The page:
Even in terms of litigation strategy, the lack of pronounced western presence (not just in terms of Western lawyers, but lawyers with a largely strict, textual and Western view of international law) in Pakistan’s legal team is also evident. For instance, Pakistan’s response to India’s contentions based on the text of Article 36 of the Vienna Convention on Consular Relations (“VCCR”), is that the Convention (and specifically Article 36) would not be applicable to a spy (Commander Jadhav) or to a State that has sent it’s national to spy. However, the submissions stop at asserting that the VCCR (or Article 36) could “never have been intended” to apply to States or persons conducting espionage. However, Pakistan does not base this conclusion on the text, context orobject and purpose of the VCCR; neither does it seek to draw any support from the travaux preparatoires. Any lawyer (particularly the kind I have referred to as the “western lawyer” in this post) familiar with the Court’s adjudicative processes would have advised Pakistan to base its submissions within the four walls of the VCCR and use the canons of interpretation provided in the Vienna Convention on the Law of Treaties; this given the Court’s overt preference for codified treaty law and its insistence on interpreting a treaty only in accordance with VCLT accepted canons. In this context, Michelle Burgis, for instance, has pointed out that the Court’s reliance (or over-reliance) on treaties for its adjudication and its strictly formalistic approach in interpreting such treaties, is in consonance with a European-imperialist view of international law. Here again then, Pakistan’s legal strategy presents some sort of defiance (and in that sense perhaps, resistance) to Western legal techniques of defending a dispute at the World Court.
It will be interesting to see whether at the merits phase, Pakistan decides to engage western lawyers who will then advise on more formulaic ways of choosing/presenting arguments, in keeping with the traditions and precedents of the Court. In my casual conversations with other international law enthusiasts, I gather that many of them felt that Pakistan’s arguments before the Court were not really “legal”. So deeply entrenched are Western-liberal notions of what the content of international law “is”, that departures from established practice to agitate more fundamental concerns of a sovereign that almost challenge that conception of the law, are seen as “non-legal”. That Pakistan lost the dispute’s provisional measures phase, surely does not help matters.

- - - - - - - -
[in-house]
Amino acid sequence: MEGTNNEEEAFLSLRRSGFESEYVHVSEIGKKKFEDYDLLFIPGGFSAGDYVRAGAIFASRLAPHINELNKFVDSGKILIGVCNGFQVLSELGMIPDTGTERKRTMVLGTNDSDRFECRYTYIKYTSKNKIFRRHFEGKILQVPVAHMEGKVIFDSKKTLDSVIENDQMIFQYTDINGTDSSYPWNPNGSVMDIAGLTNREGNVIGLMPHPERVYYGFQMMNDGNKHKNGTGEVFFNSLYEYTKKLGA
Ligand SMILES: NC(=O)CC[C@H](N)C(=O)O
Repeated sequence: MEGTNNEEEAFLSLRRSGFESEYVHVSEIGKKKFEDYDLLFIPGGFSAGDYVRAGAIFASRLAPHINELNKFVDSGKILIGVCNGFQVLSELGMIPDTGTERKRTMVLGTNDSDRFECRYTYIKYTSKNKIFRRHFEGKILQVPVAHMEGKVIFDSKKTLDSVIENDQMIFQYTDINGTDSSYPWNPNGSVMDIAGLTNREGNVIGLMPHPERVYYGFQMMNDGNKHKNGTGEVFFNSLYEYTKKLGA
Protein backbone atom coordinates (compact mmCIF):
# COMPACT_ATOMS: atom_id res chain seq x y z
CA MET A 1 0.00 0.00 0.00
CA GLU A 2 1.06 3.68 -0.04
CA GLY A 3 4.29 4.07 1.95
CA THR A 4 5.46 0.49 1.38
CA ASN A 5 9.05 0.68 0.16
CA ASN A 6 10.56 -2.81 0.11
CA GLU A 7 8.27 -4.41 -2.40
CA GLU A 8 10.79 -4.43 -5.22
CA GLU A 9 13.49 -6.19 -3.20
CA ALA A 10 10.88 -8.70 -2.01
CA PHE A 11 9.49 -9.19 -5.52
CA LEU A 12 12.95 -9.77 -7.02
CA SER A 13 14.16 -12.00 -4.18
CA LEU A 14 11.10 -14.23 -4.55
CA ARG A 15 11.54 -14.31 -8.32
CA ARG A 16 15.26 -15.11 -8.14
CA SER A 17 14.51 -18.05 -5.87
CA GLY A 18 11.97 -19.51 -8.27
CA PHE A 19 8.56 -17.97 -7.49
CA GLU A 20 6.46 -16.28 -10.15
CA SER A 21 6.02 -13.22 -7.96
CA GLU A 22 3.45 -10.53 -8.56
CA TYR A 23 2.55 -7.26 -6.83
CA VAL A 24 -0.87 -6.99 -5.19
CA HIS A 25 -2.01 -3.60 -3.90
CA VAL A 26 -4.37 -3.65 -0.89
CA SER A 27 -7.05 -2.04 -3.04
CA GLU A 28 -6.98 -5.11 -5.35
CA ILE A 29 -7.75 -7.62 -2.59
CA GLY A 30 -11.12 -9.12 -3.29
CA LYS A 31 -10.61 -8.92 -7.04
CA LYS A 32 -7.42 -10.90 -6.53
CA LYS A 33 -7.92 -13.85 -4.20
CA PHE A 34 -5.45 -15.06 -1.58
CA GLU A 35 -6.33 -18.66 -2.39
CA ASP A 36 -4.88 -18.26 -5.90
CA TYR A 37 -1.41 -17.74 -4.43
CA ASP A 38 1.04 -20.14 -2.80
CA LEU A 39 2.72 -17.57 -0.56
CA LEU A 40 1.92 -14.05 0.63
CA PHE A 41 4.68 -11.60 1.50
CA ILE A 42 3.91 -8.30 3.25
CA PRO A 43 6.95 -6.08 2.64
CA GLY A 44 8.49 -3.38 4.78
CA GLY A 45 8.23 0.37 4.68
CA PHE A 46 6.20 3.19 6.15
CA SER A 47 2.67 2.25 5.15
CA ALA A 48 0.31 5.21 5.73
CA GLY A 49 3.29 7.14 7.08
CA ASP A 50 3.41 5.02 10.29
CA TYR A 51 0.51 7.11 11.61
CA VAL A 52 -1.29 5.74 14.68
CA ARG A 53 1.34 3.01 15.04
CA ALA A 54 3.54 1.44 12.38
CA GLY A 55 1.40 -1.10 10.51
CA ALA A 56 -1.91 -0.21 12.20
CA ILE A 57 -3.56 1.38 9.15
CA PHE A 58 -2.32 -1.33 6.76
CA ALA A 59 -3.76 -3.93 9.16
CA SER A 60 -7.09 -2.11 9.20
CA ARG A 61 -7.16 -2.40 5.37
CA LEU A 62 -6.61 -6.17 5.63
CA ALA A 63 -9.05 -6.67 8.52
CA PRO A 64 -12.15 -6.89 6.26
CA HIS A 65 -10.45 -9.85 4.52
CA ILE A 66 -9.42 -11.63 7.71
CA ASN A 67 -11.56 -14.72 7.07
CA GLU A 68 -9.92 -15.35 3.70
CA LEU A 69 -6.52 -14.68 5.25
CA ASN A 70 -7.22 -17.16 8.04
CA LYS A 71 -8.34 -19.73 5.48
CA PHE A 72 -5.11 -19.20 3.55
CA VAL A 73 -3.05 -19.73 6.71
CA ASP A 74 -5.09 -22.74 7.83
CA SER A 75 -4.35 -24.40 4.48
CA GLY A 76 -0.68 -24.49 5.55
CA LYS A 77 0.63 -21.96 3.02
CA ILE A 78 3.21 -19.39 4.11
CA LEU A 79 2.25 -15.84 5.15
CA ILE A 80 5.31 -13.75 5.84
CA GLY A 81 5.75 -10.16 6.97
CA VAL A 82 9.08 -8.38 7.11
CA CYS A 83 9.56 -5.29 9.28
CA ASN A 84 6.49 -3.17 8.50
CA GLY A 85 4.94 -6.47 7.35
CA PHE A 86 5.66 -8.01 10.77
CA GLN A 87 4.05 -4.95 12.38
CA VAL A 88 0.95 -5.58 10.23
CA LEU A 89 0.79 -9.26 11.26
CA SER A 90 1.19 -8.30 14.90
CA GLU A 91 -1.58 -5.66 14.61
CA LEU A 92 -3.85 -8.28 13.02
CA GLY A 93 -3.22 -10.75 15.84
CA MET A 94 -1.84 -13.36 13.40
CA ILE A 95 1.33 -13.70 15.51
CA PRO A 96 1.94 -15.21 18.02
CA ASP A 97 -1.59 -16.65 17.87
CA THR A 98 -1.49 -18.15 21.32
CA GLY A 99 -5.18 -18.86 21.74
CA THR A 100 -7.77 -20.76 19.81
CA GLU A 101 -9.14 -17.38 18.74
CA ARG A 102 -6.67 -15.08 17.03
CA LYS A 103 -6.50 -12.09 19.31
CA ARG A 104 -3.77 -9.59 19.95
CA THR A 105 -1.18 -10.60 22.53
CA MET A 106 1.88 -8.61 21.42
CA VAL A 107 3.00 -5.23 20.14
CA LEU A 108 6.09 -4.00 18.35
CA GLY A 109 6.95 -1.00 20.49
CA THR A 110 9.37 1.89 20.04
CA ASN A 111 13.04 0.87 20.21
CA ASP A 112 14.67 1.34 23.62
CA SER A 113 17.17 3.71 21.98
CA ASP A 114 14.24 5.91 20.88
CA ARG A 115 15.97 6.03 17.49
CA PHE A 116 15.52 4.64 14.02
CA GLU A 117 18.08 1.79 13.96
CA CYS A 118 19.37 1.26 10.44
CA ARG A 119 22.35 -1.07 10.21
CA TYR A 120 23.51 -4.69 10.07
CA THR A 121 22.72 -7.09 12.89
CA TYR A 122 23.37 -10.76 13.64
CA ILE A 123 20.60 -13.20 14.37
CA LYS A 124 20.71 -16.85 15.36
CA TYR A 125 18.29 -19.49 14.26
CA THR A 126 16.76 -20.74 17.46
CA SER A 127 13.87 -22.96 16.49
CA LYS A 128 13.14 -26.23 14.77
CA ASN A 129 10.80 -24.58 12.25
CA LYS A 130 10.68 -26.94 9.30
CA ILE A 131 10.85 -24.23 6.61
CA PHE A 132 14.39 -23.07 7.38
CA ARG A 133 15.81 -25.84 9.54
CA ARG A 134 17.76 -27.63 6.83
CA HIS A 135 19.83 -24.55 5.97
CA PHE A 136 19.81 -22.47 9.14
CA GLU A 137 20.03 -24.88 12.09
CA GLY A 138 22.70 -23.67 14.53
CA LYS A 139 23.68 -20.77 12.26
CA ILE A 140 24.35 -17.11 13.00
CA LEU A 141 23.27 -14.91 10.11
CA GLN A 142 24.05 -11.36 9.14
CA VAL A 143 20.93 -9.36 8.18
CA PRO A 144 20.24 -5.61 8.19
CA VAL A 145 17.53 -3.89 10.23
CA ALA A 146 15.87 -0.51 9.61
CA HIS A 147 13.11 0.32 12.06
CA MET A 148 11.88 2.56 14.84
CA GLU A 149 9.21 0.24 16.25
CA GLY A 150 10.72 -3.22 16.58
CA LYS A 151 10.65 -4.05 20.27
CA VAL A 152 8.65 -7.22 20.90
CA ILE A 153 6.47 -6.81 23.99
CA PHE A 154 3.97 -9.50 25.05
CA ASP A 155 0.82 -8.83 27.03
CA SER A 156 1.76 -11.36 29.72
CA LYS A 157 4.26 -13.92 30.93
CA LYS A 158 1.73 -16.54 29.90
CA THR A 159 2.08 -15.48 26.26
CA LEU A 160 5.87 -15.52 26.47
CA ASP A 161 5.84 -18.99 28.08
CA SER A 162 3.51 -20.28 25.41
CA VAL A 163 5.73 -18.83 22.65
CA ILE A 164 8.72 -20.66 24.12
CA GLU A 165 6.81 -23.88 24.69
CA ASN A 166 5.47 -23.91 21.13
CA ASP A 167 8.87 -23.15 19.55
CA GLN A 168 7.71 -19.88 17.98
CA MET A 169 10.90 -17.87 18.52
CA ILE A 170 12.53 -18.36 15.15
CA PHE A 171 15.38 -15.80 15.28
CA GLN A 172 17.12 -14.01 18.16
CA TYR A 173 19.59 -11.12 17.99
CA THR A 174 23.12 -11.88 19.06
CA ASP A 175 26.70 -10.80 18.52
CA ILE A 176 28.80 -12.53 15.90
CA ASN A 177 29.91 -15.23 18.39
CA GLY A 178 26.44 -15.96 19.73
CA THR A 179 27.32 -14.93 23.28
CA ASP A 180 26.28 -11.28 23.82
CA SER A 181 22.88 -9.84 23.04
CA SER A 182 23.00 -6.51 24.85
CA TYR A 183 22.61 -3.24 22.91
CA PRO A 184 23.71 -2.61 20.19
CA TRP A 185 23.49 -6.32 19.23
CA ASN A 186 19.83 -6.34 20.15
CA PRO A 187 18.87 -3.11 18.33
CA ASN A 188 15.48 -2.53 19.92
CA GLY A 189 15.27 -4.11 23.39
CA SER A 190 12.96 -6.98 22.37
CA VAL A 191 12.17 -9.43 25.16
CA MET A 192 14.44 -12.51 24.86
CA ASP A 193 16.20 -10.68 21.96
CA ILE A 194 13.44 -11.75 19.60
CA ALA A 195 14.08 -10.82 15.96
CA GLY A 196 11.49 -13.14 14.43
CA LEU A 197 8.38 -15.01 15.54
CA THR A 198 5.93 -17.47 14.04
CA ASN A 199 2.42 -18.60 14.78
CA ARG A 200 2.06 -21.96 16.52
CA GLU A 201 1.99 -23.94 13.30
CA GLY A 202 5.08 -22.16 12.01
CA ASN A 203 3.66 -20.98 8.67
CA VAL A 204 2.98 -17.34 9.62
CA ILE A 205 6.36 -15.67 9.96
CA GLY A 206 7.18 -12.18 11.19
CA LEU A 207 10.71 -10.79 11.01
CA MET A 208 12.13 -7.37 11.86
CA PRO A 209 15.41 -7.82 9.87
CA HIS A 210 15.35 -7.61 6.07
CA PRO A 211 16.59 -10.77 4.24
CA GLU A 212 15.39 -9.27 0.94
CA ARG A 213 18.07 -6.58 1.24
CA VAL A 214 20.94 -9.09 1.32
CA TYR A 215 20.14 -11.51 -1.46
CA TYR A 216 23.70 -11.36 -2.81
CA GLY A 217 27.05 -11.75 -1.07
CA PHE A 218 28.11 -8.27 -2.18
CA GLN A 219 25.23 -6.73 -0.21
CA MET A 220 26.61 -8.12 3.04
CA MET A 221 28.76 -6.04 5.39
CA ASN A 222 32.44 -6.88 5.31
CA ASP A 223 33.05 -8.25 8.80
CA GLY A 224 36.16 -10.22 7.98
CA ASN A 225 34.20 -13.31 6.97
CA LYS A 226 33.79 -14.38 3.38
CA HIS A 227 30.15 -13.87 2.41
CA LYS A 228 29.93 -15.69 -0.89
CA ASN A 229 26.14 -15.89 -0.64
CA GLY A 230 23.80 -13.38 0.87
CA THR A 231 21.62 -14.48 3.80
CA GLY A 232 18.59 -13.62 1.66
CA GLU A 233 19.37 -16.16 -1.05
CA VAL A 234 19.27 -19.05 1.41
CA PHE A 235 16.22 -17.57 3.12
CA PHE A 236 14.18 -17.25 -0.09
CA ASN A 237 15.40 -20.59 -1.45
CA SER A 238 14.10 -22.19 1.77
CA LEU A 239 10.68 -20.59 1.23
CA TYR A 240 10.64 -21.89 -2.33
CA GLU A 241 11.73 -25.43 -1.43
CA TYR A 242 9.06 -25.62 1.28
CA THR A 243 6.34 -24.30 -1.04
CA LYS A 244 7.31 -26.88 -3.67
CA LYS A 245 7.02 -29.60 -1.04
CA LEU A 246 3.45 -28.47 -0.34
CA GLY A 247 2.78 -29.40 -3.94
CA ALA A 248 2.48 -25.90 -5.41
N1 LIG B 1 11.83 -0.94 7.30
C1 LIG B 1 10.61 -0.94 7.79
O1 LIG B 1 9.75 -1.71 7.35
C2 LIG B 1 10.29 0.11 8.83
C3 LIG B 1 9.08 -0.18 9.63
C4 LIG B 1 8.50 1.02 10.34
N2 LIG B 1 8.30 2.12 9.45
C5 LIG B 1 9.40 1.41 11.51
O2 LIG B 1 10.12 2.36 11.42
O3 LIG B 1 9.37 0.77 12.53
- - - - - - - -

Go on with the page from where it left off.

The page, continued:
[*Sagnik Das graduated from National Law University, Jodhpur in 2016 with a B. Sc LL.B (Hons) degree. He is particularly interested in the Global North-South relations in Public International Law and International Economic Law. He can be reached at email@example.com.]
 I borrow this sentence from Professor Jose Alvarez, Herbert and Rose Rubin Professor of International Law, NYU Faculty of Law.
 See for instance, BALAKRISHNAN RAJAGOPAL, INTERNATIONAL LAW FROM BELOW: DEVELOPMENT, SOCIAL MOVEMENTS AND THIRD WORLD RESISTANCE (2003); ANTONY ANGHIE, IMPERIALISM, SOVEREIGNTY, AND THE MAKING OF INTERNATIONAL LAW (2005).
 Broadly, this school of thinking is referred to as “Third World Approaches to International Law” (or TWAIL). For different sub-schools within the TWAIL, see B.S. Chimni, The World of TWAIL: Introduction to the Special Issue, 3(1) TRADE L. & DEV. 14 (2011).
 Loosely, variations of this term include “third world states”, “developing states” or collectively “the global south”. Here, postcolonial States refers to the former colonies of the imperialist powers. I use the word ‘post-colony’ as a matter of fact, rather than as a theoretical viewpoint.